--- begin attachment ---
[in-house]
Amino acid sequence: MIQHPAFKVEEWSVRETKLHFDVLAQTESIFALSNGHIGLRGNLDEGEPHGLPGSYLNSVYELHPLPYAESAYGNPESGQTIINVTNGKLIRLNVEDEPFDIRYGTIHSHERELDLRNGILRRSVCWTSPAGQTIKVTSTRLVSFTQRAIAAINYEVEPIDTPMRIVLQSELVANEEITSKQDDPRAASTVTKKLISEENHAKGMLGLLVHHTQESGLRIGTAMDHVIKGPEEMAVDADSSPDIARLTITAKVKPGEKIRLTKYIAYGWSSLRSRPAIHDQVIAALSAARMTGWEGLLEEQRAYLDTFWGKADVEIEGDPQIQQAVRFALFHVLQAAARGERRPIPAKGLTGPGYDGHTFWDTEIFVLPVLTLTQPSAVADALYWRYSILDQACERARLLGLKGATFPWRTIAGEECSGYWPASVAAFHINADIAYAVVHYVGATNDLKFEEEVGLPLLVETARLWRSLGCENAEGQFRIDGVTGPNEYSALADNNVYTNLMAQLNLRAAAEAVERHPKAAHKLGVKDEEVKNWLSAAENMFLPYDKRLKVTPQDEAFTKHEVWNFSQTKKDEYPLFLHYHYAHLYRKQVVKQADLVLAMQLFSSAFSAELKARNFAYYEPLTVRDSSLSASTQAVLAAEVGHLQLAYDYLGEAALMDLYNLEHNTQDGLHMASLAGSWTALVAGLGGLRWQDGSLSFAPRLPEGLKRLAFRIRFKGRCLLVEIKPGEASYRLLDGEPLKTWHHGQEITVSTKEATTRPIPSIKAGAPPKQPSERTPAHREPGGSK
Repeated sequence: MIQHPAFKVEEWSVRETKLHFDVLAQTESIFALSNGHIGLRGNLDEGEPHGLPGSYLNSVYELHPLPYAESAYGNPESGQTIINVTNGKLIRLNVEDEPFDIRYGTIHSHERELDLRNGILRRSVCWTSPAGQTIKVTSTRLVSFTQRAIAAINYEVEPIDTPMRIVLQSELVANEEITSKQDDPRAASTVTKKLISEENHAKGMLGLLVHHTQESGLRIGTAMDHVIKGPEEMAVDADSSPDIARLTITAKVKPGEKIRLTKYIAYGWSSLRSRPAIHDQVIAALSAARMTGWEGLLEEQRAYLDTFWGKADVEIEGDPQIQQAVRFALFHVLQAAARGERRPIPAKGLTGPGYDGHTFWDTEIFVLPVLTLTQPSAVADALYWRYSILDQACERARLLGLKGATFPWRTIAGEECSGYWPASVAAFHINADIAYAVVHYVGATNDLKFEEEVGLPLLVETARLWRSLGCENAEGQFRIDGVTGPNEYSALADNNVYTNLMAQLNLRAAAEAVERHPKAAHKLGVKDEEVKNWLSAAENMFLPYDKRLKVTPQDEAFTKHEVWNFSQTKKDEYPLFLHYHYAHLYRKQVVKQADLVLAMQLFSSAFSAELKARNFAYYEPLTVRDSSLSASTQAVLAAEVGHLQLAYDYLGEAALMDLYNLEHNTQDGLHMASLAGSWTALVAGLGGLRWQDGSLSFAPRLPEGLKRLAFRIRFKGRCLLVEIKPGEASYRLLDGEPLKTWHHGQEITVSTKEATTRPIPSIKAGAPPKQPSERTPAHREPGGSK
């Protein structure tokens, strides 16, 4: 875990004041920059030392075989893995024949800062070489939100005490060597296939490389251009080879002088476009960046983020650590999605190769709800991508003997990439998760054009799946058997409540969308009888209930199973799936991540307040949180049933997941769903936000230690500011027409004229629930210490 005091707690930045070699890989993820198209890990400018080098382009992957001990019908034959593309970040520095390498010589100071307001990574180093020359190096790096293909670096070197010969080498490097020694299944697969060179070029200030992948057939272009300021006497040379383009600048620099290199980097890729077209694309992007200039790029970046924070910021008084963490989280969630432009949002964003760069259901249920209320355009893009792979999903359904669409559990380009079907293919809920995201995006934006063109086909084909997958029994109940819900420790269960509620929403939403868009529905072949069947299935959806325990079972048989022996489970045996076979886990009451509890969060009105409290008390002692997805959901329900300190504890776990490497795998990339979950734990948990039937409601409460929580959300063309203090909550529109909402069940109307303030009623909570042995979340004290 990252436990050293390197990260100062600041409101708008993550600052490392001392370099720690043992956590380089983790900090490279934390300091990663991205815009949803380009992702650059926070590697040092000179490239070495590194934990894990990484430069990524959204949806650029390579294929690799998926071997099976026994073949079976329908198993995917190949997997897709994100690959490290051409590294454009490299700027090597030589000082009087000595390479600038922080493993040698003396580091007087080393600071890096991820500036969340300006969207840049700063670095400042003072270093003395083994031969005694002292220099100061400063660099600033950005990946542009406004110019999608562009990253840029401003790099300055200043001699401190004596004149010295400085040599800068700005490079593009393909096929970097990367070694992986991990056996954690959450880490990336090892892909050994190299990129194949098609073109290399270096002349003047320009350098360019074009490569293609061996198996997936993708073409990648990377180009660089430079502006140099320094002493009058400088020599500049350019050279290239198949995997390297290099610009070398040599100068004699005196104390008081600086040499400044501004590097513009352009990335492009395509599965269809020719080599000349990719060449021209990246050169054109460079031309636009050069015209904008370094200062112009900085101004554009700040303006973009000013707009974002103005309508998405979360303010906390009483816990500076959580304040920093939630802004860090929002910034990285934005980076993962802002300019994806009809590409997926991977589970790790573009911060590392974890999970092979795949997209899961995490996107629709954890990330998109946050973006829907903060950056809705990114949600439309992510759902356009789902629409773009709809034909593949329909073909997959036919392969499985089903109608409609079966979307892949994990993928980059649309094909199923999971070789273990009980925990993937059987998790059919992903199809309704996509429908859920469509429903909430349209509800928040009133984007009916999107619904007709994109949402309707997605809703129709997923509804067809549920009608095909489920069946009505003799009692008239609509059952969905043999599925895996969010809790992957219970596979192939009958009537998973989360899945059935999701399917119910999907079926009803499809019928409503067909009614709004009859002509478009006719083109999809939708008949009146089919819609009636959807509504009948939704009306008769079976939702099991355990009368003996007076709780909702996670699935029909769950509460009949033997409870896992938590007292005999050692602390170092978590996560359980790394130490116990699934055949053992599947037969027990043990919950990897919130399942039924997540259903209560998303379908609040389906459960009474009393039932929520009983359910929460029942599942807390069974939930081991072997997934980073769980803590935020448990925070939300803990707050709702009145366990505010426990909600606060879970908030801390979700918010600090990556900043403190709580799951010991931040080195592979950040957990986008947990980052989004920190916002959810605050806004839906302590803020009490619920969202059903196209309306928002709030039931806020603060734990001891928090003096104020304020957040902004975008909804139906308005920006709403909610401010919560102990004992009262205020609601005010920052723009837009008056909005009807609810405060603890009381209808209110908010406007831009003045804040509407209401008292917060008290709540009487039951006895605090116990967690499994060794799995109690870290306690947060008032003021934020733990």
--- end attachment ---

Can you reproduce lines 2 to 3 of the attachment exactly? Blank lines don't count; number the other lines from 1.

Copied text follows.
Amino acid sequence: MIQHPAFKVEEWSVRETKLHFDVLAQTESIFALSNGHIGLRGNLDEGEPHGLPGSYLNSVYELHPLPYAESAYGNPESGQTIINVTNGKLIRLNVEDEPFDIRYGTIHSHERELDLRNGILRRSVCWTSPAGQTIKVTSTRLVSFTQRAIAAINYEVEPIDTPMRIVLQSELVANEEITSKQDDPRAASTVTKKLISEENHAKGMLGLLVHHTQESGLRIGTAMDHVIKGPEEMAVDADSSPDIARLTITAKVKPGEKIRLTKYIAYGWSSLRSRPAIHDQVIAALSAARMTGWEGLLEEQRAYLDTFWGKADVEIEGDPQIQQAVRFALFHVLQAAARGERRPIPAKGLTGPGYDGHTFWDTEIFVLPVLTLTQPSAVADALYWRYSILDQACERARLLGLKGATFPWRTIAGEECSGYWPASVAAFHINADIAYAVVHYVGATNDLKFEEEVGLPLLVETARLWRSLGCENAEGQFRIDGVTGPNEYSALADNNVYTNLMAQLNLRAAAEAVERHPKAAHKLGVKDEEVKNWLSAAENMFLPYDKRLKVTPQDEAFTKHEVWNFSQTKKDEYPLFLHYHYAHLYRKQVVKQADLVLAMQLFSSAFSAELKARNFAYYEPLTVRDSSLSASTQAVLAAEVGHLQLAYDYLGEAALMDLYNLEHNTQDGLHMASLAGSWTALVAGLGGLRWQDGSLSFAPRLPEGLKRLAFRIRFKGRCLLVEIKPGEASYRLLDGEPLKTWHHGQEITVSTKEATTRPIPSIKAGAPPKQPSERTPAHREPGGSK
Repeated sequence: MIQHPAFKVEEWSVRETKLHFDVLAQTESIFALSNGHIGLRGNLDEGEPHGLPGSYLNSVYELHPLPYAESAYGNPESGQTIINVTNGKLIRLNVEDEPFDIRYGTIHSHERELDLRNGILRRSVCWTSPAGQTIKVTSTRLVSFTQRAIAAINYEVEPIDTPMRIVLQSELVANEEITSKQDDPRAASTVTKKLISEENHAKGMLGLLVHHTQESGLRIGTAMDHVIKGPEEMAVDADSSPDIARLTITAKVKPGEKIRLTKYIAYGWSSLRSRPAIHDQVIAALSAARMTGWEGLLEEQRAYLDTFWGKADVEIEGDPQIQQAVRFALFHVLQAAARGERRPIPAKGLTGPGYDGHTFWDTEIFVLPVLTLTQPSAVADALYWRYSILDQACERARLLGLKGATFPWRTIAGEECSGYWPASVAAFHINADIAYAVVHYVGATNDLKFEEEVGLPLLVETARLWRSLGCENAEGQFRIDGVTGPNEYSALADNNVYTNLMAQLNLRAAAEAVERHPKAAHKLGVKDEEVKNWLSAAENMFLPYDKRLKVTPQDEAFTKHEVWNFSQTKKDEYPLFLHYHYAHLYRKQVVKQADLVLAMQLFSSAFSAELKARNFAYYEPLTVRDSSLSASTQAVLAAEVGHLQLAYDYLGEAALMDLYNLEHNTQDGLHMASLAGSWTALVAGLGGLRWQDGSLSFAPRLPEGLKRLAFRIRFKGRCLLVEIKPGEASYRLLDGEPLKTWHHGQEITVSTKEATTRPIPSIKAGAPPKQPSERTPAHREPGGSK